Restoring Prop 13 Base Year Values When the Market Recovers

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Assessor

John Tuteur Assessor

 

Restoring Prop. 13 Base Year Values When the Market Recovers 

Between 1991 and 1997 as real estate prices fell during a statewide economic recession, the Assessor’s office temporarily reduced values on almost 6,000 properties as permitted by law.  Under Proposition 13 the base year value established at the time of purchase of a property must be increased by an inflation factor not to exceed 2% per year.  This adjusted value is known as the factored base year value.  There is no limit as to how rapidly the Assessor can reduce values temporarily below the factored base year value to track market conditions.  While there is also no limit as to how rapidly the Assessor can restore values in a recovering market, our policy has been to phase in the restoration over several years.  The upper limit after full restoration is always the Proposition 13 factored base year value unless there has been a change of ownership or new construction.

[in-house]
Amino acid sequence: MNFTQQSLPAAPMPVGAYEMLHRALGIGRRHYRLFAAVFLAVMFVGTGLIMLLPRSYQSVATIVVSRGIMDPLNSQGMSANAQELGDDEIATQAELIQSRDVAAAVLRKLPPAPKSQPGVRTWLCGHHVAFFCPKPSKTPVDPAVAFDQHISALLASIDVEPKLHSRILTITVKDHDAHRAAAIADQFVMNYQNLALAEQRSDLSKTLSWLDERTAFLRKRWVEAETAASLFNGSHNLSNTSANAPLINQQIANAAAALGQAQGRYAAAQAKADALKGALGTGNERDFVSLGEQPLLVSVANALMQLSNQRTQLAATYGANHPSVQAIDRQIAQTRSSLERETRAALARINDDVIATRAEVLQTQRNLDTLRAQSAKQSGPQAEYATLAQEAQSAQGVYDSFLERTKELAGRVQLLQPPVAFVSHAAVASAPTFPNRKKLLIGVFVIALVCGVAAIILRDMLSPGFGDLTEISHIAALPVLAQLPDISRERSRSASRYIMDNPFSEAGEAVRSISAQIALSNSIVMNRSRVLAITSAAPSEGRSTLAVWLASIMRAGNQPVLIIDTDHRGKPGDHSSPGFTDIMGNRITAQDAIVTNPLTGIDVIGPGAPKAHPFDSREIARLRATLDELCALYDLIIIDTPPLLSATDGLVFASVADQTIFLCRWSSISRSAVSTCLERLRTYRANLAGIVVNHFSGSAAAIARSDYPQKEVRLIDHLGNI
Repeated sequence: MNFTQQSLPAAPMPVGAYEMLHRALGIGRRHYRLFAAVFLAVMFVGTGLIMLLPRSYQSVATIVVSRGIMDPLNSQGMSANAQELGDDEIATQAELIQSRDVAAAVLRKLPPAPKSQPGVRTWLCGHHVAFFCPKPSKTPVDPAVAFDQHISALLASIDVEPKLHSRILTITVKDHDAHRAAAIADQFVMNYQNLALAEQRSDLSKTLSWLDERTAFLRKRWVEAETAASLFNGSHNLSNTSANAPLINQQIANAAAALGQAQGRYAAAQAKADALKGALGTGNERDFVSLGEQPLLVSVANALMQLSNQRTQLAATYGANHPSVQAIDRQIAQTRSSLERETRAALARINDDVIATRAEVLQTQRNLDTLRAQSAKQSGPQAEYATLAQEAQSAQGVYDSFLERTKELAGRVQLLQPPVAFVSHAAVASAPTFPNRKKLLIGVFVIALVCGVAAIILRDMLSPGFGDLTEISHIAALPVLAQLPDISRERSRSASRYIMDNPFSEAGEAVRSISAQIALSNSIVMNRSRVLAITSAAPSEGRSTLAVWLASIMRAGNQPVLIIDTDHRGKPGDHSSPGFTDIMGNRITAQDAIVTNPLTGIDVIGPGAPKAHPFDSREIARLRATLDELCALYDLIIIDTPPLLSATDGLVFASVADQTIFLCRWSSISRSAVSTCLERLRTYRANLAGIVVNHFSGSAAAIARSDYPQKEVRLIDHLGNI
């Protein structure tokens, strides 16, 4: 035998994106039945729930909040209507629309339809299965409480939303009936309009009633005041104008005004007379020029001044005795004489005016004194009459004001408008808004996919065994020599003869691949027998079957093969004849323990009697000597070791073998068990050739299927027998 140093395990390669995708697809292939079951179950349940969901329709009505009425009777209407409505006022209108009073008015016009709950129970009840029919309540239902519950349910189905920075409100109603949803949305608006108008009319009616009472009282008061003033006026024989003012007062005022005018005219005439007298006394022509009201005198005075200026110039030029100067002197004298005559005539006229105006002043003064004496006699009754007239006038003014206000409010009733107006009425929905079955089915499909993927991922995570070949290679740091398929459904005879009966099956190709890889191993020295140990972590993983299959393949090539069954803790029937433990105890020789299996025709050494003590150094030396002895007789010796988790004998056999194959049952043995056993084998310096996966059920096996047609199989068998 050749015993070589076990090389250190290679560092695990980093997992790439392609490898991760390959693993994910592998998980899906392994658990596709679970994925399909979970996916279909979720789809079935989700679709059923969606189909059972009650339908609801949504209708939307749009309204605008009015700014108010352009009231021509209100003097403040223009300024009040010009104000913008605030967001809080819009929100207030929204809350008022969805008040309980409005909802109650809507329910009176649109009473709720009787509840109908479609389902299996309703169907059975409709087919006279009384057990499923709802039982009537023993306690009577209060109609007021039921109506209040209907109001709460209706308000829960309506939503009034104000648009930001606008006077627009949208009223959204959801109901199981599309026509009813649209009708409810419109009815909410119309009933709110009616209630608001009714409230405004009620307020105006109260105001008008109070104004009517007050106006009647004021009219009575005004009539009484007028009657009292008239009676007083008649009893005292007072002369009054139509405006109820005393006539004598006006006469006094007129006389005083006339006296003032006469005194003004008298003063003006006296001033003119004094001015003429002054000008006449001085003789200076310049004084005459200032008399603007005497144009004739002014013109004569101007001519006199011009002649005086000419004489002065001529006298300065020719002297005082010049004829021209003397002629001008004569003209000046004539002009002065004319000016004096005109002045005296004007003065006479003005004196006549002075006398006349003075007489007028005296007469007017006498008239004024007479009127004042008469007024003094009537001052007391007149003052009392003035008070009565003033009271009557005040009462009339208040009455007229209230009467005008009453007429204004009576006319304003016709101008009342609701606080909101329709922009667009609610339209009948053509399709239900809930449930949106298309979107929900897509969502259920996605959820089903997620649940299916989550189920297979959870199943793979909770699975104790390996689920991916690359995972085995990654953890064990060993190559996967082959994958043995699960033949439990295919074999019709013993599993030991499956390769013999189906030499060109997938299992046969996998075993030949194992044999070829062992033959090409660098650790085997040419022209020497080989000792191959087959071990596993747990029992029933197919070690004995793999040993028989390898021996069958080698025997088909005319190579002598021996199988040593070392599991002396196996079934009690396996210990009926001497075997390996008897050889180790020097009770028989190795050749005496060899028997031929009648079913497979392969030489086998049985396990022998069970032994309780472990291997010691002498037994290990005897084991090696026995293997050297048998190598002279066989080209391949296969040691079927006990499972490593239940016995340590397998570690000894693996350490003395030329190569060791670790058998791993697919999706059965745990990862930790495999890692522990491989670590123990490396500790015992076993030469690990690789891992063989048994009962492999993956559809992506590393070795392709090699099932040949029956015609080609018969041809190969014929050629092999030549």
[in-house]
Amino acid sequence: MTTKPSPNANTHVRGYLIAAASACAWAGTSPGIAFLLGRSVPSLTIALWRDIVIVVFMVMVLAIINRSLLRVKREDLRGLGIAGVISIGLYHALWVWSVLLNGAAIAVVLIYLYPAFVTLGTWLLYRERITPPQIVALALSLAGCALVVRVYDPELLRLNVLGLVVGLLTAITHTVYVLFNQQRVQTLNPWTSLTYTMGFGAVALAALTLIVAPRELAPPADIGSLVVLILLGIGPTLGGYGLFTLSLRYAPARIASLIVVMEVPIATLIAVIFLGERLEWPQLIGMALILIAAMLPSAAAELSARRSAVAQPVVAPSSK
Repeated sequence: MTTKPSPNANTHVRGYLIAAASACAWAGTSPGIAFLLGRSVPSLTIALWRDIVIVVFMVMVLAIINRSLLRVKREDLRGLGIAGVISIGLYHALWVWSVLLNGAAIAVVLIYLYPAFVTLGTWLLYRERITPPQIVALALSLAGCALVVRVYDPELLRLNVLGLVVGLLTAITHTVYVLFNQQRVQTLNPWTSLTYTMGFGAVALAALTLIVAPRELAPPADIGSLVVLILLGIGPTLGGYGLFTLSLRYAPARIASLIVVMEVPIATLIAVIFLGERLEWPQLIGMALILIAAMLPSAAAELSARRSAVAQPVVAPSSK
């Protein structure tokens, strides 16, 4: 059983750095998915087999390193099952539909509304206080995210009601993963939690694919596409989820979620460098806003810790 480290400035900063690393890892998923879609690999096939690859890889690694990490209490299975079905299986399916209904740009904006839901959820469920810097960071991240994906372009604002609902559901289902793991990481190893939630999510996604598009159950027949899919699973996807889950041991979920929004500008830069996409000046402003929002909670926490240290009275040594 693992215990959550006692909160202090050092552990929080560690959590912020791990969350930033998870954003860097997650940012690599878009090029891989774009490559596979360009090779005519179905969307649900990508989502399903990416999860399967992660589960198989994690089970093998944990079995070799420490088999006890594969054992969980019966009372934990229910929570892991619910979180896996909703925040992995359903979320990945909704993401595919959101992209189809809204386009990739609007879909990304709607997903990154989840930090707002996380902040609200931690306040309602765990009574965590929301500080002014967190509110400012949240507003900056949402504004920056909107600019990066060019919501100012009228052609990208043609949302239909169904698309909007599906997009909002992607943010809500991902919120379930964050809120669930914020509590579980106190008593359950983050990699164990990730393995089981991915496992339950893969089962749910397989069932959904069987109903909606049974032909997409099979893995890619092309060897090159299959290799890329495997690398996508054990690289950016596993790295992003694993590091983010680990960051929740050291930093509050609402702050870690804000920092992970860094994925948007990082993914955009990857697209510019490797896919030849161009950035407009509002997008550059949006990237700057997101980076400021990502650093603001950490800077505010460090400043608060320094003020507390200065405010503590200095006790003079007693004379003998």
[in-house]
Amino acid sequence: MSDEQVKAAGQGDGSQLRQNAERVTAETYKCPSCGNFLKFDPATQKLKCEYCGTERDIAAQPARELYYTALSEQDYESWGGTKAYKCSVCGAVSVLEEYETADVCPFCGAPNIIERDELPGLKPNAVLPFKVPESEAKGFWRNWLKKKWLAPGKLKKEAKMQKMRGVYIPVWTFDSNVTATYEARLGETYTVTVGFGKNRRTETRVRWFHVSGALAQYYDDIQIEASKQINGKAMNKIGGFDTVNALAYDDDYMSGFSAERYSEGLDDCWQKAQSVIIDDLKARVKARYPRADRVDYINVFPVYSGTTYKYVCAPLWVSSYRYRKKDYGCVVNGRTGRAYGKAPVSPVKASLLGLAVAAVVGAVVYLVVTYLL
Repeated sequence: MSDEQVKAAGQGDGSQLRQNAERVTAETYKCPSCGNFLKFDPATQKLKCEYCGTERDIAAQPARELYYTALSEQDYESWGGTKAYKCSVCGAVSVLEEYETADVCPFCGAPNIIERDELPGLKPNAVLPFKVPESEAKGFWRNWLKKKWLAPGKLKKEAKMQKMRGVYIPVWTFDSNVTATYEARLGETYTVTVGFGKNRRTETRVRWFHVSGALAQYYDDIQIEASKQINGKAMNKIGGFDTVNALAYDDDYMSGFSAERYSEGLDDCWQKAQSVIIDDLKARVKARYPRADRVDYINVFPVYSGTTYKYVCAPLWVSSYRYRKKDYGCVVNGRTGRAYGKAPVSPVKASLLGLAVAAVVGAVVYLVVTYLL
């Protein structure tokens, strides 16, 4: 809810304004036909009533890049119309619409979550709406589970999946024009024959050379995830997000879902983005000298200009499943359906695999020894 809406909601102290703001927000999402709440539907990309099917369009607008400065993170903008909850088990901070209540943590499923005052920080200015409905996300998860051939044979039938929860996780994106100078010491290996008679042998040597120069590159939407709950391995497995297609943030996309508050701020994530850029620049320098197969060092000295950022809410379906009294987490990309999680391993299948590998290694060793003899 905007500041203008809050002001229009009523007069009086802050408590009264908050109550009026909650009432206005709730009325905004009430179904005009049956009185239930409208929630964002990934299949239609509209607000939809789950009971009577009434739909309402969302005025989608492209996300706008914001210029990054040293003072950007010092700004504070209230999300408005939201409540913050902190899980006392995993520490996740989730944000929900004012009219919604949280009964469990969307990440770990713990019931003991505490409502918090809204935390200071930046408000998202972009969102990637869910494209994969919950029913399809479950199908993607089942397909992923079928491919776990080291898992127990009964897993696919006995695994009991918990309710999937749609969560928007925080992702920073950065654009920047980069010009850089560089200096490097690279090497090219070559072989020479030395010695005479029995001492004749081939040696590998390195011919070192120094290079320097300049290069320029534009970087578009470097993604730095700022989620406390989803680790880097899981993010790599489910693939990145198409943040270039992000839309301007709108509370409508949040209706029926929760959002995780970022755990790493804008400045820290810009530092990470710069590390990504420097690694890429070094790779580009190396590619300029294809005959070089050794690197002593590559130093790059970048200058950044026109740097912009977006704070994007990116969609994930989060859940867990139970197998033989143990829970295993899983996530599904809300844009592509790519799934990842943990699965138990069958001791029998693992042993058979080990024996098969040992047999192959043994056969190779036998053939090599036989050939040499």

To understand the reduction and restoration process let’s look at a hypothetical example.  In March 1990, Sam and Dorothy purchased a home for $250,000 at the height of the market.  By 1995 their Proposition 13 factored base year value had increased to $279,275.  However, the real estate market had suffered a severe decline during that same period and as of March 1995 their home was only worth $200,000 which we enrolled as a temporary decline-in-value.  By 1998, the factored base year value had gone up to $293,800.  However, the real estate recovery was just kicking in and the market value of their home as of January 1998 had only recovered to $245,000 which we enrolled for that tax year.   By 2000, the factored base year value of their home had increased to $305,200.   The market had now fully recovered in their neighborhood and the market value as of January 2000 was now $320,000.   For 2000 we enrolled Sam and Dorothy’s factored base year value of $305,200 which was once again below the current market value. 

The housing bubble that began in 2004 finally burst in Napa County beginning in 2007.   In 2008 we reduced the value of approximately 5,700 homes by $638 million.   By January 1, 2011 we had reduced 10,225 residential, commercial, industrial and agricultural properties by $2.312 billion.  When the market eventually recovers, we will notify all owners whose properties may be increasing in value using the county website.

Should you have any questions, please contact Napa County Assessor-Recorder-County Clerk John Tuteur at 707.253.4459 or by e-mail john.tuteur@countyofnapa.org   More articles can be found at http://www.countyofnapa.org/Assessor/